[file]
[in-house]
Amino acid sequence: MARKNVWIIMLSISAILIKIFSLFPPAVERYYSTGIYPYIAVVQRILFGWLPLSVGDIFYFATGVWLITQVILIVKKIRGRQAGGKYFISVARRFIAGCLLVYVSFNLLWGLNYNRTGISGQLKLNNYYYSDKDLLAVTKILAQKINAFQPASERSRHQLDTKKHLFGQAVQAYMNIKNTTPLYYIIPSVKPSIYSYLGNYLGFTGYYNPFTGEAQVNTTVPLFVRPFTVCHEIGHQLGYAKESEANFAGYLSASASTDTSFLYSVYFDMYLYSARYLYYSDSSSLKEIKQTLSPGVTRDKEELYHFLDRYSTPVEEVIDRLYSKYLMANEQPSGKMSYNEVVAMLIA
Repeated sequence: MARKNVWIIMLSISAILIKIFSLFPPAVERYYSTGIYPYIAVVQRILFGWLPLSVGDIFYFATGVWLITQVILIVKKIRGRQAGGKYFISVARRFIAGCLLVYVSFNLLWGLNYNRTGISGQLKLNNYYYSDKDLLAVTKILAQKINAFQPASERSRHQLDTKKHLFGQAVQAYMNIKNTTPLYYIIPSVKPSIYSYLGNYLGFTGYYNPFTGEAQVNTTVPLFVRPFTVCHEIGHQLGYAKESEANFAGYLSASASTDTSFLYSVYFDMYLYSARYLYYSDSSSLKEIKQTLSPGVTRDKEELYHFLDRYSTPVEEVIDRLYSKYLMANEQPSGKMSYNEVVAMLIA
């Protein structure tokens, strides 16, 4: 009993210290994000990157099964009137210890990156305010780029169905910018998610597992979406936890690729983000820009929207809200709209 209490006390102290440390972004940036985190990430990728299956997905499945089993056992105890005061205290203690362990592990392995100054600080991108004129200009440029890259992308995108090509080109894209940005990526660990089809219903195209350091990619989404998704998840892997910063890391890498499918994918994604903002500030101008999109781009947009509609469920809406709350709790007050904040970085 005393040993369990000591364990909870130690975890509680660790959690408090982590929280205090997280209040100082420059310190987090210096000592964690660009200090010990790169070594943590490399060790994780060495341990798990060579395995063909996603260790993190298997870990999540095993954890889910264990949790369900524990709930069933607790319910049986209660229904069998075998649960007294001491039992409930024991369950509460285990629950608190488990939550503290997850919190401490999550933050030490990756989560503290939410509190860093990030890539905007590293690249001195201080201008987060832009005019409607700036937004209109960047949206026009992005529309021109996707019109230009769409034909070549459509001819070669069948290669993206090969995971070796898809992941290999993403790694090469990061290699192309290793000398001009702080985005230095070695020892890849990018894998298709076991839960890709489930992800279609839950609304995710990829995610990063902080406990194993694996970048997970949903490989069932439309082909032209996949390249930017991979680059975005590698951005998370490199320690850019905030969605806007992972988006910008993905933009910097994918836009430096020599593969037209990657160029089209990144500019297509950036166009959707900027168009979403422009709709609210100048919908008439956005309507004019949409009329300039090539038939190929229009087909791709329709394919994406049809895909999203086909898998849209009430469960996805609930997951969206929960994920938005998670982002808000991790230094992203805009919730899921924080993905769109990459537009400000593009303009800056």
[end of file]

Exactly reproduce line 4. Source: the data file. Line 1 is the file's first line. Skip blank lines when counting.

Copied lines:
């Protein structure tokens, strides 16, 4: 009993210290994000990157099964009137210890990156305010780029169905910018998610597992979406936890690729983000820009929207809200709209 209490006390102290440390972004940036985190990430990728299956997905499945089993056992105890005061205290203690362990592990392995100054600080991108004129200009440029890259992308995108090509080109894209940005990526660990089809219903195209350091990619989404998704998840892997910063890391890498499918994918994604903002500030101008999109781009947009509609469920809406709350709790007050904040970085 005393040993369990000591364990909870130690975890509680660790959690408090982590929280205090997280209040100082420059310190987090210096000592964690660009200090010990790169070594943590490399060790994780060495341990798990060579395995063909996603260790993190298997870990999540095993954890889910264990949790369900524990709930069933607790319910049986209660229904069998075998649960007294001491039992409930024991369950509460285990629950608190488990939550503290997850919190401490999550933050030490990756989560503290939410509190860093990030890539905007590293690249001195201080201008987060832009005019409607700036937004209109960047949206026009992005529309021109996707019109230009769409034909070549459509001819070669069948290669993206090969995971070796898809992941290999993403790694090469990061290699192309290793000398001009702080985005230095070695020892890849990018894998298709076991839960890709489930992800279609839950609304995710990829995610990063902080406990194993694996970048997970949903490989069932439309082909032209996949390249930017991979680059975005590698951005998370490199320690850019905030969605806007992972988006910008993905933009910097994918836009430096020599593969037209990657160029089209990144500019297509950036166009959707900027168009979403422009709709609210100048919908008439956005309507004019949409009329300039090539038939190929229009087909791709329709394919994406049809895909999203086909898998849209009430469960996805609930997951969206929960994920938005998670982002808000991790230094992203805009919730899921924080993905769109990459537009400000593009303009800056």